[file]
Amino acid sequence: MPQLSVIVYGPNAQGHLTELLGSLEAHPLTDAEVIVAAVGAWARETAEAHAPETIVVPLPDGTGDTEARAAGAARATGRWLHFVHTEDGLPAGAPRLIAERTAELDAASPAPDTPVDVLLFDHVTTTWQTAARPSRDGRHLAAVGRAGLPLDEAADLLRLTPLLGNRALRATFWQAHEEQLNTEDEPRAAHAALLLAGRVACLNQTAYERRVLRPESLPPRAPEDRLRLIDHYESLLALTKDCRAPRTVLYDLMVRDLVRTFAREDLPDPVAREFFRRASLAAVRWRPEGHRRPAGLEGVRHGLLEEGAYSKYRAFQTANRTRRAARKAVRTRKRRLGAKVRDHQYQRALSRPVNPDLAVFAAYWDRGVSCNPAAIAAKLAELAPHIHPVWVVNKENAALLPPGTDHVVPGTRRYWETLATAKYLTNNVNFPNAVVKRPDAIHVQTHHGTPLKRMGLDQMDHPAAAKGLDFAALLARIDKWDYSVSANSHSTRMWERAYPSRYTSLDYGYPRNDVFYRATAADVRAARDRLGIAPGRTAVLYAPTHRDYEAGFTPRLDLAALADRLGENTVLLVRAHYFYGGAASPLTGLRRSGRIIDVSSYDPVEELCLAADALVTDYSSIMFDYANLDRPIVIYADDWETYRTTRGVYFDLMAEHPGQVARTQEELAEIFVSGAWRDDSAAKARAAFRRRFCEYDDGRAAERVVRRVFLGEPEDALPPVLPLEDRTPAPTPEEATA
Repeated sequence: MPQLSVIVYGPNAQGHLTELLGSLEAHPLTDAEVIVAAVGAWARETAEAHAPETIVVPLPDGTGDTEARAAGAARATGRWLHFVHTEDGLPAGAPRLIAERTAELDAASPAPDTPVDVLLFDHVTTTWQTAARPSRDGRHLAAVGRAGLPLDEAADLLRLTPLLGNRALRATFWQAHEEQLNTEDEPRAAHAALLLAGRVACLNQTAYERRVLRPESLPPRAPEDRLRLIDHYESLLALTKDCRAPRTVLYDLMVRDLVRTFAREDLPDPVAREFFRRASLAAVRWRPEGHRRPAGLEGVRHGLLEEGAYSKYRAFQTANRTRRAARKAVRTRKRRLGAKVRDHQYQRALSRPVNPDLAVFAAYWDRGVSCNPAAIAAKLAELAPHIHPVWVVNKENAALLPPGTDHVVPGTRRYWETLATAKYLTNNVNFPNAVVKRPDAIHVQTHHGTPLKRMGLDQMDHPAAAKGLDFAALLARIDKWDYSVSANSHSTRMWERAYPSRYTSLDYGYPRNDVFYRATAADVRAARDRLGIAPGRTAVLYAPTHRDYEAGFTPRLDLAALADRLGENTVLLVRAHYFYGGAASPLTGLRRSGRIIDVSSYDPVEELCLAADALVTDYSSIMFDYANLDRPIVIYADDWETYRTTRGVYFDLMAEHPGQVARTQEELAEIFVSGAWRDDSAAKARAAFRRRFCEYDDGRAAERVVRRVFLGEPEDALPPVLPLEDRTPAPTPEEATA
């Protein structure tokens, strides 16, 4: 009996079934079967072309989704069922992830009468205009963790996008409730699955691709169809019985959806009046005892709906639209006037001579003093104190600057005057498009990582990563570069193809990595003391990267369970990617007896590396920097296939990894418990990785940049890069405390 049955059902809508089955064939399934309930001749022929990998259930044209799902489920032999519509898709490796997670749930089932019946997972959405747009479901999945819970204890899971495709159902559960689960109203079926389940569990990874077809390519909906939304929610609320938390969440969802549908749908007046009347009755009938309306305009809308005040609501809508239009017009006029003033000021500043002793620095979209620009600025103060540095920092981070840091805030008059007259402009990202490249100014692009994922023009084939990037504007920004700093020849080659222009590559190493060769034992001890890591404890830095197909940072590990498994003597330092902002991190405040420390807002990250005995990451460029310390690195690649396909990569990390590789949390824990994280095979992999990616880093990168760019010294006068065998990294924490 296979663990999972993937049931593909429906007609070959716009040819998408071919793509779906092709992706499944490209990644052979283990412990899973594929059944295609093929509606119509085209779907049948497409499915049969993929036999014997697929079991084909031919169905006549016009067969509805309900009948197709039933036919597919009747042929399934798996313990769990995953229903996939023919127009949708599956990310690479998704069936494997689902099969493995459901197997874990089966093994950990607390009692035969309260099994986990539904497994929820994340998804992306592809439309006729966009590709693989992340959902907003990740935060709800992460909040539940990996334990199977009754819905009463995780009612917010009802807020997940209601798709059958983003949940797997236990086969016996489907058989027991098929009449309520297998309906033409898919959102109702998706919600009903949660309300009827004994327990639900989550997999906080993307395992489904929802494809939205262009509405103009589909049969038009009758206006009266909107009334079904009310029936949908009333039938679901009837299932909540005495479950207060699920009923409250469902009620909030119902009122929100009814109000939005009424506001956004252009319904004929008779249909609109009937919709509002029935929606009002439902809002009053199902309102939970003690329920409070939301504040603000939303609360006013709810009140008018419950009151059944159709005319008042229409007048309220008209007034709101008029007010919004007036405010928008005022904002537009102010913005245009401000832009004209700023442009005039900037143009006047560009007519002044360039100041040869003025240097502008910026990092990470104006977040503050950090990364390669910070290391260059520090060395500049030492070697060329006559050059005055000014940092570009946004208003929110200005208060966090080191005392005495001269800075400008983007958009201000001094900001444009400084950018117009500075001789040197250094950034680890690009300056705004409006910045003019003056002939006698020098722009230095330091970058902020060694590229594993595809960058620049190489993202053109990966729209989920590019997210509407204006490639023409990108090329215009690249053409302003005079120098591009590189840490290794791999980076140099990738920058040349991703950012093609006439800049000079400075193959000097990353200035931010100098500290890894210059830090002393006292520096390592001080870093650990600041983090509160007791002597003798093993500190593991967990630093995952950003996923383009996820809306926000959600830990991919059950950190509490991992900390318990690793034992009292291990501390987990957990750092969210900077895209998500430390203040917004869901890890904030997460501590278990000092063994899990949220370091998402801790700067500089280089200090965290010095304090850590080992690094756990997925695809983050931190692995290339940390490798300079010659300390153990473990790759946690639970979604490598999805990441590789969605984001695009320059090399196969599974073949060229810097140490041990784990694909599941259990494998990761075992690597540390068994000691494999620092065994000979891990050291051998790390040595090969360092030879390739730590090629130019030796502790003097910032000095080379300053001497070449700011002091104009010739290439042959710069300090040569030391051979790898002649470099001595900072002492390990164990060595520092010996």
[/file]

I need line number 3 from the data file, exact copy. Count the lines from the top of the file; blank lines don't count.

């Protein structure tokens, strides 16, 4: 009996079934079967072309989704069922992830009468205009963790996008409730699955691709169809019985959806009046005892709906639209006037001579003093104190600057005057498009990582990563570069193809990595003391990267369970990617007896590396920097296939990894418990990785940049890069405390 049955059902809508089955064939399934309930001749022929990998259930044209799902489920032999519509898709490796997670749930089932019946997972959405747009479901999945819970204890899971495709159902559960689960109203079926389940569990990874077809390519909906939304929610609320938390969440969802549908749908007046009347009755009938309306305009809308005040609501809508239009017009006029003033000021500043002793620095979209620009600025103060540095920092981070840091805030008059007259402009990202490249100014692009994922023009084939990037504007920004700093020849080659222009590559190493060769034992001890890591404890830095197909940072590990498994003597330092902002991190405040420390807002990250005995990451460029310390690195690649396909990569990390590789949390824990994280095979992999990616880093990168760019010294006068065998990294924490 296979663990999972993937049931593909429906007609070959716009040819998408071919793509779906092709992706499944490209990644052979283990412990899973594929059944295609093929509606119509085209779907049948497409499915049969993929036999014997697929079991084909031919169905006549016009067969509805309900009948197709039933036919597919009747042929399934798996313990769990995953229903996939023919127009949708599956990310690479998704069936494997689902099969493995459901197997874990089966093994950990607390009692035969309260099994986990539904497994929820994340998804992306592809439309006729966009590709693989992340959902907003990740935060709800992460909040539940990996334990199977009754819905009463995780009612917010009802807020997940209601798709059958983003949940797997236990086969016996489907058989027991098929009449309520297998309906033409898919959102109702998706919600009903949660309300009827004994327990639900989550997999906080993307395992489904929802494809939205262009509405103009589909049969038009009758206006009266909107009334079904009310029936949908009333039938679901009837299932909540005495479950207060699920009923409250469902009620909030119902009122929100009814109000939005009424506001956004252009319904004929008779249909609109009937919709509002029935929606009002439902809002009053199902309102939970003690329920409070939301504040603000939303609360006013709810009140008018419950009151059944159709005319008042229409007048309220008209007034709101008029007010919004007036405010928008005022904002537009102010913005245009401000832009004209700023442009005039900037143009006047560009007519002044360039100041040869003025240097502008910026990092990470104006977040503050950090990364390669910070290391260059520090060395500049030492070697060329006559050059005055000014940092570009946004208003929110200005208060966090080191005392005495001269800075400008983007958009201000001094900001444009400084950018117009500075001789040197250094950034680890690009300056705004409006910045003019003056002939006698020098722009230095330091970058902020060694590229594993595809960058620049190489993202053109990966729209989920590019997210509407204006490639023409990108090329215009690249053409302003005079120098591009590189840490290794791999980076140099990738920058040349991703950012093609006439800049000079400075193959000097990353200035931010100098500290890894210059830090002393006292520096390592001080870093650990600041983090509160007791002597003798093993500190593991967990630093995952950003996923383009996820809306926000959600830990991919059950950190509490991992900390318990690793034992009292291990501390987990957990750092969210900077895209998500430390203040917004869901890890904030997460501590278990000092063994899990949220370091998402801790700067500089280089200090965290010095304090850590080992690094756990997925695809983050931190692995290339940390490798300079010659300390153990473990790759946690639970979604490598999805990441590789969605984001695009320059090399196969599974073949060229810097140490041990784990694909599941259990494998990761075992690597540390068994000691494999620092065994000979891990050291051998790390040595090969360092030879390739730590090629130019030796502790003097910032000095080379300053001497070449700011002091104009010739290439042959710069300090040569030391051979790898002649470099001595900072002492390990164990060595520092010996």